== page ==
A remarkably poignant writer for our troubled times, Patti Davis writes about love, loss, and the power of redemption in this poetic letter to her long-gone parents.
Written with dignity and grace in the form of a letter to her parents, Ronald and Nancy Reagan, Dear Mom and Dad
is that surprisingly poignant work that succeeds not only as a memoir but as a moving account that will inspire readers to recall their own childhoods in a totally new light.
Eager to retell the narrative of her own family and her coming-of-age, Patti Davis casts aside misperceptions that defined her in the past. Far from being the enfant terrible, Dear Mom and Dad
reveals young Patti as a sensitive child, who was not able to be the public person her family demanded. Just as she re-examines her own role in an increasingly dysfunctional family drama, Davis casts an empathetic yet honest eye on her parents—on her father, the eternal lifeguard, who saved seventy-seven people, yet failed to create a coherent AIDS policy, and her mother, who never escaped her own tortured youth.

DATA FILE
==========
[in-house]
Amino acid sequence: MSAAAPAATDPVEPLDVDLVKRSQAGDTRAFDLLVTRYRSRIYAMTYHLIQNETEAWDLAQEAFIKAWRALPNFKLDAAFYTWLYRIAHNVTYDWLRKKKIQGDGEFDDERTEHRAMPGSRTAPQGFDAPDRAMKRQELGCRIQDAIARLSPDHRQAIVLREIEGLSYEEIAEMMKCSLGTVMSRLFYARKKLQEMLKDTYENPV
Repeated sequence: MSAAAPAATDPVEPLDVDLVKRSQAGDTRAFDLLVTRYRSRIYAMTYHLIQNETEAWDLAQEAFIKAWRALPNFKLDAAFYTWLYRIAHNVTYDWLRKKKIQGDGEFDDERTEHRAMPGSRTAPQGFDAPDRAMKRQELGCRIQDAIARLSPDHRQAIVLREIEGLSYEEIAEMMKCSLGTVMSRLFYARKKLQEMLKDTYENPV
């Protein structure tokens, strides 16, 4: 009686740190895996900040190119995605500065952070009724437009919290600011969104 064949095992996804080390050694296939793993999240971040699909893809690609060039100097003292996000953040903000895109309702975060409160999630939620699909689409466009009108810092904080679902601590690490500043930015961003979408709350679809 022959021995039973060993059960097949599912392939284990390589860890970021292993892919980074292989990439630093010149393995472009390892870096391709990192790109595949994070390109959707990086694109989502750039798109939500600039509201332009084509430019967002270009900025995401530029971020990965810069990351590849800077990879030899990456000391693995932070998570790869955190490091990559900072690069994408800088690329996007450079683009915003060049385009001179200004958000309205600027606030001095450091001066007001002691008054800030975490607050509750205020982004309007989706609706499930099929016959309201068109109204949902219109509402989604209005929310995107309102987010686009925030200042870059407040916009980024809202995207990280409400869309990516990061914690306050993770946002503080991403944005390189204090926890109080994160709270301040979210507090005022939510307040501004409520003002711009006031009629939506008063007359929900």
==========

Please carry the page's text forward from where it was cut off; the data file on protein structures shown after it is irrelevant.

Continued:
What comes across are Davis’s burnished skills as a writer, something she always dreamed of becoming. Even as she unravels her mother’s highly edited persona, and her father’s loving but distant personality, Davis remains steadfast in her artistic expression, as she melds irony, comedy, and tragedy with dreamlike memories of an ever-present past. Dear Mom and Dad
, with its account of her father’s Alzheimer's and her mother’s end-of-life struggles, becomes an account of forgiveness, reaching levels of redemption rarely found in contemporary memoirs.